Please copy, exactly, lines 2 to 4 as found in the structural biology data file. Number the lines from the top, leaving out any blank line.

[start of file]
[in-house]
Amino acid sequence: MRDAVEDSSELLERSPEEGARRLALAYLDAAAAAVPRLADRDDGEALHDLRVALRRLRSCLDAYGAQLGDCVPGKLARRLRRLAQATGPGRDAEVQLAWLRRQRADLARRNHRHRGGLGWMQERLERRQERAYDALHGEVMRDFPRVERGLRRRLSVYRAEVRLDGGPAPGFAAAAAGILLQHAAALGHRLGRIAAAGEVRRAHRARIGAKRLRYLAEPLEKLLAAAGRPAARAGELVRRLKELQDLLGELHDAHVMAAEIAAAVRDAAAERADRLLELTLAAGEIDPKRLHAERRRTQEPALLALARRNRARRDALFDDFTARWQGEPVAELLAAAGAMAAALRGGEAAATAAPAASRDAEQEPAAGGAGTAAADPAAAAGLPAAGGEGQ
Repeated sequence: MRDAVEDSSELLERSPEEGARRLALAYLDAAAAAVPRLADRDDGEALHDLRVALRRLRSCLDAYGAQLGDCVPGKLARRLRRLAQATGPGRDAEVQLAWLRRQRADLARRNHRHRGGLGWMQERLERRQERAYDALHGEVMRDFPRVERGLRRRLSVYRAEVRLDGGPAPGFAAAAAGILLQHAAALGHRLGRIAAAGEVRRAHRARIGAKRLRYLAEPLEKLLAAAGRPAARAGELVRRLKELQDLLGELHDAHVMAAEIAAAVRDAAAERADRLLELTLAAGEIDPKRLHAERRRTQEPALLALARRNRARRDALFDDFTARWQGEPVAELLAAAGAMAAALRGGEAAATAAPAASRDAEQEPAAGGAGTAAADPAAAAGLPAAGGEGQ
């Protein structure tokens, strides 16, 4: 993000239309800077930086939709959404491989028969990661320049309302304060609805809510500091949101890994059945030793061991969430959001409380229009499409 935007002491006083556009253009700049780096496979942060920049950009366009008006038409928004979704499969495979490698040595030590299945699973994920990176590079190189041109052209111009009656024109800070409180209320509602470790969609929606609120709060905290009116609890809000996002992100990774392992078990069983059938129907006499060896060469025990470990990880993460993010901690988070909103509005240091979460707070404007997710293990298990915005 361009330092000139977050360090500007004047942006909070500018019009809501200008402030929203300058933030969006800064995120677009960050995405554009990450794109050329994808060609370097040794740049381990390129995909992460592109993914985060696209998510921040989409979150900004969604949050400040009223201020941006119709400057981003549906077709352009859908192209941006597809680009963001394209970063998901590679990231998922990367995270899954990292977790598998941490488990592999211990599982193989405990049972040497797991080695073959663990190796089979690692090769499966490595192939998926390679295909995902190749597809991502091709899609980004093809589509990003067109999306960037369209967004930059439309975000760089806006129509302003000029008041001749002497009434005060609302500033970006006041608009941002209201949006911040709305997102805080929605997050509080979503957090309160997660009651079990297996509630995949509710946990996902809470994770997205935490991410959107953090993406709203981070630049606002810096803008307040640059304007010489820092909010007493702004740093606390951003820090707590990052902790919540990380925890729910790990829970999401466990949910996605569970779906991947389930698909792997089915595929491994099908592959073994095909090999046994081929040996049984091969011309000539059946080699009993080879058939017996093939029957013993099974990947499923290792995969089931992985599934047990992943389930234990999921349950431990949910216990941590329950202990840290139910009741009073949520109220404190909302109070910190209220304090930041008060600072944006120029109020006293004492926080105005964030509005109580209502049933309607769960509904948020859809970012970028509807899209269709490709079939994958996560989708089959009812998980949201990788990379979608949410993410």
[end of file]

Amino acid sequence: MRDAVEDSSELLERSPEEGARRLALAYLDAAAAAVPRLADRDDGEALHDLRVALRRLRSCLDAYGAQLGDCVPGKLARRLRRLAQATGPGRDAEVQLAWLRRQRADLARRNHRHRGGLGWMQERLERRQERAYDALHGEVMRDFPRVERGLRRRLSVYRAEVRLDGGPAPGFAAAAAGILLQHAAALGHRLGRIAAAGEVRRAHRARIGAKRLRYLAEPLEKLLAAAGRPAARAGELVRRLKELQDLLGELHDAHVMAAEIAAAVRDAAAERADRLLELTLAAGEIDPKRLHAERRRTQEPALLALARRNRARRDALFDDFTARWQGEPVAELLAAAGAMAAALRGGEAAATAAPAASRDAEQEPAAGGAGTAAADPAAAAGLPAAGGEGQ
Repeated sequence: MRDAVEDSSELLERSPEEGARRLALAYLDAAAAAVPRLADRDDGEALHDLRVALRRLRSCLDAYGAQLGDCVPGKLARRLRRLAQATGPGRDAEVQLAWLRRQRADLARRNHRHRGGLGWMQERLERRQERAYDALHGEVMRDFPRVERGLRRRLSVYRAEVRLDGGPAPGFAAAAAGILLQHAAALGHRLGRIAAAGEVRRAHRARIGAKRLRYLAEPLEKLLAAAGRPAARAGELVRRLKELQDLLGELHDAHVMAAEIAAAVRDAAAERADRLLELTLAAGEIDPKRLHAERRRTQEPALLALARRNRARRDALFDDFTARWQGEPVAELLAAAGAMAAALRGGEAAATAAPAASRDAEQEPAAGGAGTAAADPAAAAGLPAAGGEGQ
């Protein structure tokens, strides 16, 4: 993000239309800077930086939709959404491989028969990661320049309302304060609805809510500091949101890994059945030793061991969430959001409380229009499409 935007002491006083556009253009700049780096496979942060920049950009366009008006038409928004979704499969495979490698040595030590299945699973994920990176590079190189041109052209111009009656024109800070409180209320509602470790969609929606609120709060905290009116609890809000996002992100990774392992078990069983059938129907006499060896060469025990470990990880993460993010901690988070909103509005240091979460707070404007997710293990298990915005 361009330092000139977050360090500007004047942006909070500018019009809501200008402030929203300058933030969006800064995120677009960050995405554009990450794109050329994808060609370097040794740049381990390129995909992460592109993914985060696209998510921040989409979150900004969604949050400040009223201020941006119709400057981003549906077709352009859908192209941006597809680009963001394209970063998901590679990231998922990367995270899954990292977790598998941490488990592999211990599982193989405990049972040497797991080695073959663990190796089979690692090769499966490595192939998926390679295909995902190749597809991502091709899609980004093809589509990003067109999306960037369209967004930059439309975000760089806006129509302003000029008041001749002497009434005060609302500033970006006041608009941002209201949006911040709305997102805080929605997050509080979503957090309160997660009651079990297996509630995949509710946990996902809470994770997205935490991410959107953090993406709203981070630049606002810096803008307040640059304007010489820092909010007493702004740093606390951003820090707590990052902790919540990380925890729910790990829970999401466990949910996605569970779906991947389930698909792997089915595929491994099908592959073994095909090999046994081929040996049984091969011309000539059946080699009993080879058939017996093939029957013993099974990947499923290792995969089931992985599934047990992943389930234990999921349950431990949910216990941590329950202990840290139910009741009073949520109220404190909302109070910190209220304090930041008060600072944006120029109020006293004492926080105005964030509005109580209502049933309607769960509904948020859809970012970028509807899209269709490709079939994958996560989708089959009812998980949201990788990379979608949410993410």